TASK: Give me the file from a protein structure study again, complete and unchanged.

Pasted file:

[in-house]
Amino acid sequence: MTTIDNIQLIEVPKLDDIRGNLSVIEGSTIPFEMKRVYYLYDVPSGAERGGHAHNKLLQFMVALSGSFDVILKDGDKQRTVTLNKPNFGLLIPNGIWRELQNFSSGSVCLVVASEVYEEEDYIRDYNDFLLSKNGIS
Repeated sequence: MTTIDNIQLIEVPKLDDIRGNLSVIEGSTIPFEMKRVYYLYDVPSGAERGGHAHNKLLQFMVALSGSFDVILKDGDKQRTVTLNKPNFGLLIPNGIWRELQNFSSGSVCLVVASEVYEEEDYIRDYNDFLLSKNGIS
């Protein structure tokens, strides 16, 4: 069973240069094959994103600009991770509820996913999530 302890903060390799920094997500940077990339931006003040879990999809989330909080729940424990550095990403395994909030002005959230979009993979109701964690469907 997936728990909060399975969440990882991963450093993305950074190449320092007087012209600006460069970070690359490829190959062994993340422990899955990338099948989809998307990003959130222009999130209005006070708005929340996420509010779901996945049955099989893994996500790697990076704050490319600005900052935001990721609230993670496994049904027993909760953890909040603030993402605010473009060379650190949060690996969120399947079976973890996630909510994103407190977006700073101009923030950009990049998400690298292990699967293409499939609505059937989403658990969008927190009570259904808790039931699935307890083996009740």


[in-house]
Amino acid sequence: MTTIDNIQLIEVPKLDDIRGNLSVIEGSTIPFEMKRVYYLYDVPSGAERGGHAHNKLLQFMVALSGSFDVILKDGDKQRTVTLNKPNFGLLIPNGIWRELQNFSSGSVCLVVASEVYEEEDYIRDYNDFLLSKNGIS
Repeated sequence: MTTIDNIQLIEVPKLDDIRGNLSVIEGSTIPFEMKRVYYLYDVPSGAERGGHAHNKLLQFMVALSGSFDVILKDGDKQRTVTLNKPNFGLLIPNGIWRELQNFSSGSVCLVVASEVYEEEDYIRDYNDFLLSKNGIS
């Protein structure tokens, strides 16, 4: 069973240069094959994103600009991770509820996913999530 302890903060390799920094997500940077990339931006003040879990999809989330909080729940424990550095990403395994909030002005959230979009993979109701964690469907 997936728990909060399975969440990882991963450093993305950074190449320092007087012209600006460069970070690359490829190959062994993340422990899955990338099948989809998307990003959130222009999130209005006070708005929340996420509010779901996945049955099989893994996500790697990076704050490319600005900052935001990721609230993670496994049904027993909760953890909040603030993402605010473009060379650190949060690996969120399947079976973890996630909510994103407190977006700073101009923030950009990049998400690298292990699967293409499939609505059937989403658990969008927190009570259904808790039931699935307890083996009740």